W. KAMAU BELL, CNN HOST, UNITED STATES OF AMERICA: Dick Gregory was one of the first black comedians who really crossed over to the mainstream and did so in a way where he kept his integrity. There was not a sense that he became less culturally black or less committed to his own race because he played white rooms.

UNIDENTIFIED MALE: And you heard what Bobby Kennedy said about eight weeks ago. He said 30 years from this year, Negro can become President. So treat me right, I will get in there and raise taxes on you. I mean, don't get me wrong, I wouldn't mind paying my income tax if I knew it was going to a friendly country.

UNIDENTIFIED MALE: There was something about giving somebody a fact or a piece of information that may be a little confrontational, people may object to it. But if you can turn it into a punch line, they are much more open to it, and Gregory understood the power of comedy.


CABRERA: Now another guy you will see in tonight's show is comedian Russell Peters. He has performed routines in front of sold out crowds all around the world from London to Australia to Singapore. He was also named one of the best stand-up comics of all time by Rolling Stone. And he is joining us now.

Russell, great to have you with us. You have lots of fans here in our NEWSROOM who are really excited to hear from you tonight. You are Canadian. Your parents emigrated from India in the 1960s. Would you say your ethnicity has inspired your routines?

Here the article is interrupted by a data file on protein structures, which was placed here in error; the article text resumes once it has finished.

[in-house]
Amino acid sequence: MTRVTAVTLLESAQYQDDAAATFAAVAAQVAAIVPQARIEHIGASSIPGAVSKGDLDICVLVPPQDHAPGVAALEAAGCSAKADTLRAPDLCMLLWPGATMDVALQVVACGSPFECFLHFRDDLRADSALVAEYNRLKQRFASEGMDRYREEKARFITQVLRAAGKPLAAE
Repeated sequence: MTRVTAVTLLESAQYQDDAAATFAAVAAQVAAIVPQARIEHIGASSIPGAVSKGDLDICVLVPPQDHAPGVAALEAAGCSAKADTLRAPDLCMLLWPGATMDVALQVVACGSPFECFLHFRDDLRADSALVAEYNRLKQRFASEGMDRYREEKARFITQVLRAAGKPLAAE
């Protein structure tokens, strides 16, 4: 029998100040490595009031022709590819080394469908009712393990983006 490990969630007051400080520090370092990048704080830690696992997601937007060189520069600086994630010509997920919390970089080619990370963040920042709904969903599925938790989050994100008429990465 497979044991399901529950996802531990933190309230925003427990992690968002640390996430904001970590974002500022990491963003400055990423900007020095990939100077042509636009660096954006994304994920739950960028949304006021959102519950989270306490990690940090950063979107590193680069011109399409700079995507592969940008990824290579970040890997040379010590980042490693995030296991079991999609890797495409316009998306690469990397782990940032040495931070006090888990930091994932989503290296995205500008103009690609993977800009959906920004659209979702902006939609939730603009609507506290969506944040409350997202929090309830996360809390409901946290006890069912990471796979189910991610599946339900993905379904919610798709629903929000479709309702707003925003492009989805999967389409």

RUSSELL PETERS, COMEDIAN: Well, if you have seen my act, you know that already, Ana, come on, lady. Yes, of course.

CABRERA: Maybe the better question is how has it inspired your routines? Why do you choose to use that as the hook for some of your jokes?

PETERS: I don't know if it's a hook. I think it's just the way my brain is programmed. You know, from being born in Canada. And even though I was born and raised in Canada, I felt like I was treated like an immigrant the whole time. And then 11 years ago, I moved to America. And I'm actually an immigrant and feel more simulated than I did in Canada, oddly enough.

CABRERA: Interesting. Now in comedy, do you think that you have to walk a fine line when it comes to race? Because you certainly haven't tied away from it.